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The world-renowned pianist, conductor and activist Daniel Barenboim is dedicated to making real change in the world through music.

Transcript

Daniel Barenboim is one of the world’s most well respected, highly regarded conductors. The Argentinian-born Israeli Palestinian and Spanish citizen was a piano prodigy whose early and profound connection with music informed his belief that it exists not merely for its own sake, but as an instrument of change. Now in his mid-70s, today Barenboim is as well known for his activism as he is for his music, but he says music is still revealing itself to him. 

Daniel Barenboim: Every time I play a piece of music, or conduct a piece of music, I learn something new. Every single time. Some detail which I had not seen in exactly that way. 

This process of discovery began as soon as he started playing the piano at age five. His father, who was also his music teacher, believed that the great composers could also be useful co-parents. 

Barenboim: My father was very often criticized when I was 11, 12, for letting me play works that obviously require great maturity, late Beethoven sonatas, and he replied very simply, by the music staying in the drawer, it will not become more mature. And so, in the end, I learned a lot more from music for life. I knew what passion was in music long before I knew what passion is as a human being. 

Today, the center of Daniel Barenboim’s musical life is Berlin. Shortly after the Fall of Communism, he was tasked with reviving the Berlin State Opera, and it has flourished under his leadership. Today its resident orchestra, the Staatskapelle Berlin, has garnered a reputation as one of the world’s finest concert ensembles. In the past 30 years, Daniel Barenboim has also overseen a complete, nearly half-billion-dollar renovation of the opera house, and the construction of a brand-new Frank Gehry-designed concert hall, Pierre Boulez Saal, at his music school, the Said-Barenboim Academy, named for his friend and fellow activist, the late Palestinian-American author and scholar, Edward Said. The Academy shares a mission with their West-Eastern Divan Orchestra to nurture peace in the Middle East by bringing together Arabs and Israeli Jews. And the past 20 years since the orchestra’s founding have, says Barenboim, been transformative for those who have been touched by the ensemble. 

Barenboim: Close to 1,000 musicians must have come and gone, and I think hardly anybody remained with his original opinions or feelings or fears. 

Daniel Barenboim believes that addressing such prejudices in the Middle East will be key to making real change, and he’s advocated tirelessly for the idea that understanding is the most fundamental tool for peace. 

Barenboim: We have two people who are deeply convinced they have the right to exist on the same little piece of land, preferably without the other, and they don’t want to accept that this is not possible and that their destinies are inextricably linked. The destiny of Israel is inextricably linked to the Palestinians, and vice versa, and you cannot solve this politically and you cannot solve this militarily. You can only solve it by bringing people to understand, and there is no use speaking about one state solution or two states’ solution. This is a solution that has to come after the two people have understood that they have to accept the existence of the other in the region.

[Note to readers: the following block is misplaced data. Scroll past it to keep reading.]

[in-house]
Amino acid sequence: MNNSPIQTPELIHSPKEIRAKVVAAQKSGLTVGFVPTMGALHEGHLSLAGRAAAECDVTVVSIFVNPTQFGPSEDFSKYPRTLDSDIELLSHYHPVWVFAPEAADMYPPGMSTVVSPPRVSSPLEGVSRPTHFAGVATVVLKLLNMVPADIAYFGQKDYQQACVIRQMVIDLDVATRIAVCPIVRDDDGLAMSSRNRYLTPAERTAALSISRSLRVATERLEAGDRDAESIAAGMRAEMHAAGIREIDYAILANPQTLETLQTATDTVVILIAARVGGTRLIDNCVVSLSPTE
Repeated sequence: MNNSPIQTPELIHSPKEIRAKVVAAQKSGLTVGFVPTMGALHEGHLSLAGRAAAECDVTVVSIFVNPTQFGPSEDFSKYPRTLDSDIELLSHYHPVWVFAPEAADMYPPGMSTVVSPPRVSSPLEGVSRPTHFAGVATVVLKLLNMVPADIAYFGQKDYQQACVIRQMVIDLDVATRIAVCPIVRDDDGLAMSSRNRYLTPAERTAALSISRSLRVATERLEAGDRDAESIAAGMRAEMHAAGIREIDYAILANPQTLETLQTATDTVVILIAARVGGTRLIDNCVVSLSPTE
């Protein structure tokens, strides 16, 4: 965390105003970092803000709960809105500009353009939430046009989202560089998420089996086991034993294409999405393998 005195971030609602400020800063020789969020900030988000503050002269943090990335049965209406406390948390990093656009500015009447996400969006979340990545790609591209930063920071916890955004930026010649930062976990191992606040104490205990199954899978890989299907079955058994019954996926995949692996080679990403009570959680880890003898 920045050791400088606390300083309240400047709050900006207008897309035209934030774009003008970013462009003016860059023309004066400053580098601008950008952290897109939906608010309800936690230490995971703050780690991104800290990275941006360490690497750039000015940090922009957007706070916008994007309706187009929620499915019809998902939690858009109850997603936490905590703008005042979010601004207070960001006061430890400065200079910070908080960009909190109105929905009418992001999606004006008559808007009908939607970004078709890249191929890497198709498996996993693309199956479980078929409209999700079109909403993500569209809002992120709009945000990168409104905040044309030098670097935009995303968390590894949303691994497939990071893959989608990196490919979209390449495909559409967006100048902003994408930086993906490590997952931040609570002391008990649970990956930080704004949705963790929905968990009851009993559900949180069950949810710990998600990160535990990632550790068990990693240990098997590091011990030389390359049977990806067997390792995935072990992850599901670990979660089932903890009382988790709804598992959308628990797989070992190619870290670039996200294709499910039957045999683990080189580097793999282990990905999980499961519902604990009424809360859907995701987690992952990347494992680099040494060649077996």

The West-Eastern Divan Orchestra, which is based in Spain, has gained great renown and has performed throughout Europe, Asia, and the Americas, but they’re rarely invited to play in the musicians’ home countries. 

Barenboim: We have many, many fervent admirers in Israel, and many fervent admirers in the Arab world, and many negative political views, both in Israel and in the Arab world, which makes me feel that something that we do must be right. I would be very worried if it was positive on one side and negative on the other. But since it is both in both, and we just keep going. In those things, I am very stubborn. 

Daniel Barenboim does have a stubborn streak. He also has a reputation for being autocratic, mercurial, and controlling, but this all seems to work well for him as a conductor. Making 100 other musicians follow you requires confidence in your convictions. 

Barenboim (in rehearsal): Please, please, don’t play before me! All the strings are playing so often ahead of me, but why?  

Barenboim: You must be able to show and if it doesn’t suffice, to explain why, you know? The conductor does not have the luxury of trying things out like an instrumentalist. I can sit at the piano and try fast and slow and louder, softer, shorter, longer, all these things I can try, but I can’t expect an orchestra to do that. The orchestra wants to be shown how the conductor thinks it should go, and therefore, the conductor has to have a knowledge that is the right proportion of information and intuition. In front of the orchestra, if everything else fails, I must have the capacity to explain to the oboe player why the high point is in the third bar and not in the second bar. Intuition doesn’t play any role. I cannot communicate that only intuitively or with feeling. There has to be a certain amount of knowledge. Conscious knowledge. This is why it is very important to learn all those things in order to become a conductor, and that you are not automatically a good conductor because you are a great musician. 

But Daniel Barenboim is that rarest of birds, a great conductor and musician, and a powerful advocate for change.